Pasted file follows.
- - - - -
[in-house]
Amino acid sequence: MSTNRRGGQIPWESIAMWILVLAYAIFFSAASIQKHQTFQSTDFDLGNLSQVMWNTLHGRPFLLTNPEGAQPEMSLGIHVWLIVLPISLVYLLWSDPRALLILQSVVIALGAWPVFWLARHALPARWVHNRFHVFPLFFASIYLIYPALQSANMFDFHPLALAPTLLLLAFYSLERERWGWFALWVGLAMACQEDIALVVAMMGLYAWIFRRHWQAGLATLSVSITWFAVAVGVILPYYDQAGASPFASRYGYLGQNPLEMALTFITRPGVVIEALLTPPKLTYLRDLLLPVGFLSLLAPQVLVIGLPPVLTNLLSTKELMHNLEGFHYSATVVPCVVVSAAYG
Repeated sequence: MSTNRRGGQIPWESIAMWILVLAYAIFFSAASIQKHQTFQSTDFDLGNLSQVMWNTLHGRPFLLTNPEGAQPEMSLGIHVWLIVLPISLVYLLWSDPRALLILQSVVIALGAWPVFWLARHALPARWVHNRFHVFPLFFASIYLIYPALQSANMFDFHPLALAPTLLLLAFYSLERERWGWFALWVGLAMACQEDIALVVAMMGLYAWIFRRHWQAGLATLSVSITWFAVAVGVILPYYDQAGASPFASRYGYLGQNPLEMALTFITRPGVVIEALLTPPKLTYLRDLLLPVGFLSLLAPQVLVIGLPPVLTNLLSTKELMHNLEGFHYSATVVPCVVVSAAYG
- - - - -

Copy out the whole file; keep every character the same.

[in-house]
Amino acid sequence: MSTNRRGGQIPWESIAMWILVLAYAIFFSAASIQKHQTFQSTDFDLGNLSQVMWNTLHGRPFLLTNPEGAQPEMSLGIHVWLIVLPISLVYLLWSDPRALLILQSVVIALGAWPVFWLARHALPARWVHNRFHVFPLFFASIYLIYPALQSANMFDFHPLALAPTLLLLAFYSLERERWGWFALWVGLAMACQEDIALVVAMMGLYAWIFRRHWQAGLATLSVSITWFAVAVGVILPYYDQAGASPFASRYGYLGQNPLEMALTFITRPGVVIEALLTPPKLTYLRDLLLPVGFLSLLAPQVLVIGLPPVLTNLLSTKELMHNLEGFHYSATVVPCVVVSAAYG
Repeated sequence: MSTNRRGGQIPWESIAMWILVLAYAIFFSAASIQKHQTFQSTDFDLGNLSQVMWNTLHGRPFLLTNPEGAQPEMSLGIHVWLIVLPISLVYLLWSDPRALLILQSVVIALGAWPVFWLARHALPARWVHNRFHVFPLFFASIYLIYPALQSANMFDFHPLALAPTLLLLAFYSLERERWGWFALWVGLAMACQEDIALVVAMMGLYAWIFRRHWQAGLATLSVSITWFAVAVGVILPYYDQAGASPFASRYGYLGQNPLEMALTFITRPGVVIEALLTPPKLTYLRDLLLPVGFLSLLAPQVLVIGLPPVLTNLLSTKELMHNLEGFHYSATVVPCVVVSAAYG